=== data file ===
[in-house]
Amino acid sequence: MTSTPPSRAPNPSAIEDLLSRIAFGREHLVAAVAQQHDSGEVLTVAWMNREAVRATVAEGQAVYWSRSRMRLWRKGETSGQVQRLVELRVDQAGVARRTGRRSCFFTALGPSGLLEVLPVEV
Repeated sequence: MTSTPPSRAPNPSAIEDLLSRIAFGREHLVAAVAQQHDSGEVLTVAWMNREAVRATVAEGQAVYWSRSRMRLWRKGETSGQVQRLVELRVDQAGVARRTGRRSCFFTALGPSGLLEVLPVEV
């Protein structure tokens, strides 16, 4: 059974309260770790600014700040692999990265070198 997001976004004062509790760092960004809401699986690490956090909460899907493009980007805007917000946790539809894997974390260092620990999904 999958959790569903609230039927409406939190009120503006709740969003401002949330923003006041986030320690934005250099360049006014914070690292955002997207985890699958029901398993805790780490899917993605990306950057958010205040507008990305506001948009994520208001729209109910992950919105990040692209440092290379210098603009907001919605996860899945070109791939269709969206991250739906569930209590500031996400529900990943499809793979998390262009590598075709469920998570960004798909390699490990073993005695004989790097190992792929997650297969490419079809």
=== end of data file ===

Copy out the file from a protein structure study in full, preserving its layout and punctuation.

[in-house]
Amino acid sequence: MTSTPPSRAPNPSAIEDLLSRIAFGREHLVAAVAQQHDSGEVLTVAWMNREAVRATVAEGQAVYWSRSRMRLWRKGETSGQVQRLVELRVDQAGVARRTGRRSCFFTALGPSGLLEVLPVEV
Repeated sequence: MTSTPPSRAPNPSAIEDLLSRIAFGREHLVAAVAQQHDSGEVLTVAWMNREAVRATVAEGQAVYWSRSRMRLWRKGETSGQVQRLVELRVDQAGVARRTGRRSCFFTALGPSGLLEVLPVEV
């Protein structure tokens, strides 16, 4: 059974309260770790600014700040692999990265070198 997001976004004062509790760092960004809401699986690490956090909460899907493009980007805007917000946790539809894997974390260092620990999904 999958959790569903609230039927409406939190009120503006709740969003401002949330923003006041986030320690934005250099360049006014914070690292955002997207985890699958029901398993805790780490899917993605990306950057958010205040507008990305506001948009994520208001729209109910992950919105990040692209440092290379210098603009907001919605996860899945070109791939269709969206991250739906569930209590500031996400529900990943499809793979998390262009590598075709469920998570960004798909390699490990073993005695004989790097190992792929997650297969490419079809």